I’m sweating. Instructed to let the foie gras cromesquis cool slightly before popping it in my mouth, I procrastinate with my third codfish fritter. Complex, crispy then chewy spheres with a touch of heat. A smear of mayo, why not? The cromesquis look like chocolate truffles you’d find inside a Russell Stover box. In one swift motion the amuse is off the plate and exploding in my mouth. An intense rush of rich, earthy flavors–liquid foie. You see, it’s not particularly hot out and the restaurant has a nice breeze flowing from the open front windows. This is a different kind of perspiration. A nervous energy. Excitement. My body is working here and the Cheval Blanc is only quenching my thirst.
The table is next to the bar that overlooks the open kitchen. There are four chefs and they’re moving fast. I can’t see what they’re doing but their eyes are focused. Dupes stack up, but they are never in the weeds. It’s a fucking Tuesday night and I feel lucky to be in the door. More beer then the Happy Pork Chop and House-Made Boudin arrive. The chop is thick with the bone protruding six inches off the plate, smothered with onions and mushrooms in red wine demi. No bullshit from this dish. Here is an excellent cut of meat with an appropriate garnish. The pig is happy, you are happy.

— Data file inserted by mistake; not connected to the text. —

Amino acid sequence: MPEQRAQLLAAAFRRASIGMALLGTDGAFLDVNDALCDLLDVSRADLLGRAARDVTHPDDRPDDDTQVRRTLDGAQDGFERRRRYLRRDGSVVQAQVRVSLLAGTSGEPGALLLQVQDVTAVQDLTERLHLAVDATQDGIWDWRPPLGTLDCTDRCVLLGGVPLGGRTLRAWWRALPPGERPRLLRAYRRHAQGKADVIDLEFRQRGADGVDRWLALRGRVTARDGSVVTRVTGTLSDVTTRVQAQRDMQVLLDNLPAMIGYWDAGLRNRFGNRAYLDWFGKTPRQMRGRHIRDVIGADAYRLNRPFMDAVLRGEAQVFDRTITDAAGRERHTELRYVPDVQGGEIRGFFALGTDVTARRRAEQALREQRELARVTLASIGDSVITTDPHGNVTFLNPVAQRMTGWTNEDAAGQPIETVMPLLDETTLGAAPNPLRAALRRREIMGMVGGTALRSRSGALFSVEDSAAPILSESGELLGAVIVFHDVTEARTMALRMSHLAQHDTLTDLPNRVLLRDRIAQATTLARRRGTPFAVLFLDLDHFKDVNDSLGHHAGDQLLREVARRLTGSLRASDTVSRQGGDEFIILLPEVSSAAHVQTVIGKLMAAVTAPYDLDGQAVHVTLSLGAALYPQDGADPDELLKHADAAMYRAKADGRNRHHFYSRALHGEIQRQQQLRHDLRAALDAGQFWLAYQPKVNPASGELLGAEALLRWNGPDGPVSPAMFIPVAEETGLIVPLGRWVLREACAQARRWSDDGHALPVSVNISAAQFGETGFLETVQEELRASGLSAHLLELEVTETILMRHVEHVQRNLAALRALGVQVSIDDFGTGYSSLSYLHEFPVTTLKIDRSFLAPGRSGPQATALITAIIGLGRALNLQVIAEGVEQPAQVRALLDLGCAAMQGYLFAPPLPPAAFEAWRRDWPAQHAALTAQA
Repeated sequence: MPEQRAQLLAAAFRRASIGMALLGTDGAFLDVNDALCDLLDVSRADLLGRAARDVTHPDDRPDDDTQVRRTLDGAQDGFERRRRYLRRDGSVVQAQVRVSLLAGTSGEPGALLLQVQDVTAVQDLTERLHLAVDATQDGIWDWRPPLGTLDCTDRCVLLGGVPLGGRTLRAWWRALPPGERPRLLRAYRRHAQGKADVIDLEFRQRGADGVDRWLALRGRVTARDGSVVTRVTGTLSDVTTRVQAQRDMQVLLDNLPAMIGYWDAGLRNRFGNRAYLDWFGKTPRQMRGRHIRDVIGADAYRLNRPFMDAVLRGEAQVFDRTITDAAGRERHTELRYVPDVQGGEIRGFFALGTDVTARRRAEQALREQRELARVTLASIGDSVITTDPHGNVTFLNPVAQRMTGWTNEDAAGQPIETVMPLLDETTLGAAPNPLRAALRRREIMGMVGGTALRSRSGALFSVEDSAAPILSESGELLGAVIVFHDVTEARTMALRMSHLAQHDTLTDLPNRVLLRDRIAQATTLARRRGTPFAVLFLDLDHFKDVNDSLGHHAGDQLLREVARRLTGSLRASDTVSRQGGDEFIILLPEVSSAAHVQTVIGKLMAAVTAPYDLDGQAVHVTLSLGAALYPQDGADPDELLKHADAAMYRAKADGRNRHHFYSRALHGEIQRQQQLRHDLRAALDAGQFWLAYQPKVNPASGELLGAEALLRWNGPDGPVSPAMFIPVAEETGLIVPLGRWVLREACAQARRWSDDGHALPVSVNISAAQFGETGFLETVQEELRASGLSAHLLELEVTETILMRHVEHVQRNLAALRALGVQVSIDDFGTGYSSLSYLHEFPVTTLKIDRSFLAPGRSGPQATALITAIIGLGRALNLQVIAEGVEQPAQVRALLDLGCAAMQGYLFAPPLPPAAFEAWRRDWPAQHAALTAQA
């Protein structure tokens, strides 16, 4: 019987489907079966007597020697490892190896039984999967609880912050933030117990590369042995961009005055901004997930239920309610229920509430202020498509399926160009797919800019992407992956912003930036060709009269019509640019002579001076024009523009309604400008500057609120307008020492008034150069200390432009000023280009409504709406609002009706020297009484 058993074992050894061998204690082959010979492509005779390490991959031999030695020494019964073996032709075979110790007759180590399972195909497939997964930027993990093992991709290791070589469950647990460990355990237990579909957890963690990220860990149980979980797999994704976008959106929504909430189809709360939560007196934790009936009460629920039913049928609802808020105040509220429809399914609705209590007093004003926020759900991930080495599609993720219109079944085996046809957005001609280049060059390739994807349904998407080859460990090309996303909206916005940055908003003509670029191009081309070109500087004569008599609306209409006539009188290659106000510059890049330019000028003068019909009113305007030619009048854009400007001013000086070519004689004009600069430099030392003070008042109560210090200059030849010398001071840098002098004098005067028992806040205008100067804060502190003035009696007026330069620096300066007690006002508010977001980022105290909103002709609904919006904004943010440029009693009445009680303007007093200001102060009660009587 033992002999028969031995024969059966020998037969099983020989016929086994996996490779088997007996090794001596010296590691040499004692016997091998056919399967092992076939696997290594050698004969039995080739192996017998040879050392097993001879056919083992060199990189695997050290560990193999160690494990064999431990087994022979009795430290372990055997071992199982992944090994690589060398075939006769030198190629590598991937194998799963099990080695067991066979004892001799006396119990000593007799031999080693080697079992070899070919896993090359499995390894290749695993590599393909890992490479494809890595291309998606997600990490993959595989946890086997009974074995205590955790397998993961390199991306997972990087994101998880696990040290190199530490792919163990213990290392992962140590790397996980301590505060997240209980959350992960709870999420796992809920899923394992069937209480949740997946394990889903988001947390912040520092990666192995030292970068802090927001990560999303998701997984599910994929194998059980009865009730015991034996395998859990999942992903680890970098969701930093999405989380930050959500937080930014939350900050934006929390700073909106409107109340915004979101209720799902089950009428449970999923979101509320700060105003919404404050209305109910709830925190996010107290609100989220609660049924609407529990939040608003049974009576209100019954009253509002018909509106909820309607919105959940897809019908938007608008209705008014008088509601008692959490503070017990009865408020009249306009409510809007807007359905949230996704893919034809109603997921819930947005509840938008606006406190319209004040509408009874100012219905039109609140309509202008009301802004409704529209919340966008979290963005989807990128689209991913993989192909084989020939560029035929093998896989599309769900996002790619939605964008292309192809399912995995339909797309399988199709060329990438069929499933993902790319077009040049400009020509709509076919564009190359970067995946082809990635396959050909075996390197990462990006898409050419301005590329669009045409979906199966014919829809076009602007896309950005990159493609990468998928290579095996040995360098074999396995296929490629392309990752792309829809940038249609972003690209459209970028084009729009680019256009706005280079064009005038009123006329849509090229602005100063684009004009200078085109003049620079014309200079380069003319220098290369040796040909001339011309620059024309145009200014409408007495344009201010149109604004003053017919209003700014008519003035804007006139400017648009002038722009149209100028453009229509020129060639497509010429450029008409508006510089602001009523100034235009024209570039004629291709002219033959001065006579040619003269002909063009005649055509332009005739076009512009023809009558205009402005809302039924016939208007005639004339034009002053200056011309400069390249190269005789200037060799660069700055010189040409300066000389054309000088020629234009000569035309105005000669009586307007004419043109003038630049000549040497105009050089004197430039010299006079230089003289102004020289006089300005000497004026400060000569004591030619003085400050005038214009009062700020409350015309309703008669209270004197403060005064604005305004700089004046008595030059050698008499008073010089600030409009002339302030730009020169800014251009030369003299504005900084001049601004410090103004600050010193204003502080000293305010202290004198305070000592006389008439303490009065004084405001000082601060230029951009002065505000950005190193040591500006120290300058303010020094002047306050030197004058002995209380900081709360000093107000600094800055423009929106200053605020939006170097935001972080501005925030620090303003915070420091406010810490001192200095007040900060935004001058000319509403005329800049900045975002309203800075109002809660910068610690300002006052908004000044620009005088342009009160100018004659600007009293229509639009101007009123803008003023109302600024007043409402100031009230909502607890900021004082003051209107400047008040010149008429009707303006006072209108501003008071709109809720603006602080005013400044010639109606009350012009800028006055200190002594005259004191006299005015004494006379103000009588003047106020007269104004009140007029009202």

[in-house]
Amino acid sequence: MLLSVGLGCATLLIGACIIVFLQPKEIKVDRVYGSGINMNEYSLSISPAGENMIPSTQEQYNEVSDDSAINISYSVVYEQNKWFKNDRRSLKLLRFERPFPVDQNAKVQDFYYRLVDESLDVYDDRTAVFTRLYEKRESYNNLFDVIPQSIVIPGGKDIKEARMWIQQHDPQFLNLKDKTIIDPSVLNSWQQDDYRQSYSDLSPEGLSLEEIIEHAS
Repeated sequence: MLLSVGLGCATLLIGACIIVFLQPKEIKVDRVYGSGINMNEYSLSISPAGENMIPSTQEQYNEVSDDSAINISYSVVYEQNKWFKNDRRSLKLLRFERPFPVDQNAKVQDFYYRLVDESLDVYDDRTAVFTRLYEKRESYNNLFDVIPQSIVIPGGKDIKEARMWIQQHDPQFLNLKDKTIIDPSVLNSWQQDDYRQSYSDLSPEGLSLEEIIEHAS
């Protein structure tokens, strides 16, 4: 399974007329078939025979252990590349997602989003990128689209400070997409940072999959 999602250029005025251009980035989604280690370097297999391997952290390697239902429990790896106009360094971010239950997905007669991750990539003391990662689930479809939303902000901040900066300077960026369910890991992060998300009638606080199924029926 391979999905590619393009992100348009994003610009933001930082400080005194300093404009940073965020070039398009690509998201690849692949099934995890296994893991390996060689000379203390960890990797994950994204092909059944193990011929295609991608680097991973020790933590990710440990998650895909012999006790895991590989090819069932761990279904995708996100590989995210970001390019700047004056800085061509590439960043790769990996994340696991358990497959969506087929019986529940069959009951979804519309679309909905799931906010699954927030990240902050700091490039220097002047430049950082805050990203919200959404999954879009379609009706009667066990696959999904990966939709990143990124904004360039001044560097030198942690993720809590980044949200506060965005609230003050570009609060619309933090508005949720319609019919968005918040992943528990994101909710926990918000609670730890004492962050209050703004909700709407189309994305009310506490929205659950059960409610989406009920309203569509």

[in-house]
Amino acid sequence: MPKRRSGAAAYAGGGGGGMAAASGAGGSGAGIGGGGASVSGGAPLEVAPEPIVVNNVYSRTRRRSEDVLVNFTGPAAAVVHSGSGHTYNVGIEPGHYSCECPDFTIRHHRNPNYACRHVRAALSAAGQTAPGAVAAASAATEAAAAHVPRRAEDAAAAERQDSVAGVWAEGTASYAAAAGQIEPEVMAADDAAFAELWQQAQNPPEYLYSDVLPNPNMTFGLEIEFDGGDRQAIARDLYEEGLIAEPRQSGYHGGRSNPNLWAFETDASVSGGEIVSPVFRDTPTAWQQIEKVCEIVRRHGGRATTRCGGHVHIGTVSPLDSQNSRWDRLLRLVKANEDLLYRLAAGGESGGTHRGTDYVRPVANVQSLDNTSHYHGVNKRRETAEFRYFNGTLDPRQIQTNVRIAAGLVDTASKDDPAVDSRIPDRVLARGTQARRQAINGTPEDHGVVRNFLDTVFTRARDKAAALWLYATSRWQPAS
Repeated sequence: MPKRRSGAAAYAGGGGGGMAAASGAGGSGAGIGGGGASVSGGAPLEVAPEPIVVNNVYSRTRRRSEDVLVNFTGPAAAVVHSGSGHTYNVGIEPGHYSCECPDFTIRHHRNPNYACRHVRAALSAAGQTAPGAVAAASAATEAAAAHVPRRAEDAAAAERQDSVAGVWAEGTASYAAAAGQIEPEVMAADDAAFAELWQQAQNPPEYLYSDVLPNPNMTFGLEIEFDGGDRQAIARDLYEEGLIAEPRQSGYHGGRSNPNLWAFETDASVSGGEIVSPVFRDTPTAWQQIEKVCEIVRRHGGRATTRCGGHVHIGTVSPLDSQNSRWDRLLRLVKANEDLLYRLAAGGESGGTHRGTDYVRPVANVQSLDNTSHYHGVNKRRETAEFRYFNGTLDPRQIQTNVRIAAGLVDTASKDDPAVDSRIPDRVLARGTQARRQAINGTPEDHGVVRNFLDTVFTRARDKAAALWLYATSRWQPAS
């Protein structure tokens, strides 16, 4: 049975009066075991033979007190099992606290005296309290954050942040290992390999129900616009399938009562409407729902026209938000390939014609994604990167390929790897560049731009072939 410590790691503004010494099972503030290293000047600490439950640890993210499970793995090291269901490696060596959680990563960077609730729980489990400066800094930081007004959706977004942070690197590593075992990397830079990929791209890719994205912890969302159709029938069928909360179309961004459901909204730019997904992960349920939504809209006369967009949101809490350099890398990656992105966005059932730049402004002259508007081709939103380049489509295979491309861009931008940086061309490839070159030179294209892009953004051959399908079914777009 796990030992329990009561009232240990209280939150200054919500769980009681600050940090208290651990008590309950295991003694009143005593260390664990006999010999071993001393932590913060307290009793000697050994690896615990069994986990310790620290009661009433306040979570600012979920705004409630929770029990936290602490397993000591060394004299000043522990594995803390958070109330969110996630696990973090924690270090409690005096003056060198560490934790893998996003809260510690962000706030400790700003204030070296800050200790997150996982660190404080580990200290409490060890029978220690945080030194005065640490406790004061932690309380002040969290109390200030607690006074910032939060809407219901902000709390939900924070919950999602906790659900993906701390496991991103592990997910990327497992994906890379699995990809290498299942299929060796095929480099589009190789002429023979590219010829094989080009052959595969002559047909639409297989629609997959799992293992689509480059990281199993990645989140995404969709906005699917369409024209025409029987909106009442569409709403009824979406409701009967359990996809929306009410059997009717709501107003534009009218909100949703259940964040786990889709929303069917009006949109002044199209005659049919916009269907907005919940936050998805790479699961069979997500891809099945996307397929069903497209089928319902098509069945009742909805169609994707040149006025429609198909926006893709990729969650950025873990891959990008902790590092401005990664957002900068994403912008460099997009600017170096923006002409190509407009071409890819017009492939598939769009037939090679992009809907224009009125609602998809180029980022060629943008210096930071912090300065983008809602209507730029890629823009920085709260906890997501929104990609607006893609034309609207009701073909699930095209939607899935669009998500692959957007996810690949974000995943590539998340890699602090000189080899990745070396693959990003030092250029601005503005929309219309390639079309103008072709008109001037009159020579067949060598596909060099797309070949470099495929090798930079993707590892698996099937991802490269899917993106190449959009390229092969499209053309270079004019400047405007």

The House-Made Boudin sure looks like sausage perched upon mashed potatoes. But slicing into the casing and tasting the Boudin presents a revelation. An unusually smooth texture, a creamy sweetness that requires little chewing. It’s different, but only in the sense that it is foreign. Maybe we’ve been the ones fucking up sausage for the last hundred years. Maybe this is how it’s done. Blood and meat and seasoning, ground so fine that it becomes a heavenly paste. No longer will Johnsville suffice.
I, like so many others before (probably), discovered Au Pied de Cochon on No Reservations with Mr. Anthony Bourdain. You can watch the video below. I happen to be in Montreal and read that there is few better restaurants in the city. I was floored. The service was excellent and they were totally cool about speaking English. The food, simply outstanding and affordable for the quality. Did I forget to mention the poutin? Oh yes, there was duck fat fries, cheese curds and gravy as well. Glutony on top of envy. Chef/Owner Martin Picard even swung by later in service to see how the night was going. He’s the real deal.
My new goal: learn French and prepare myself for even more foie gras on my return visit.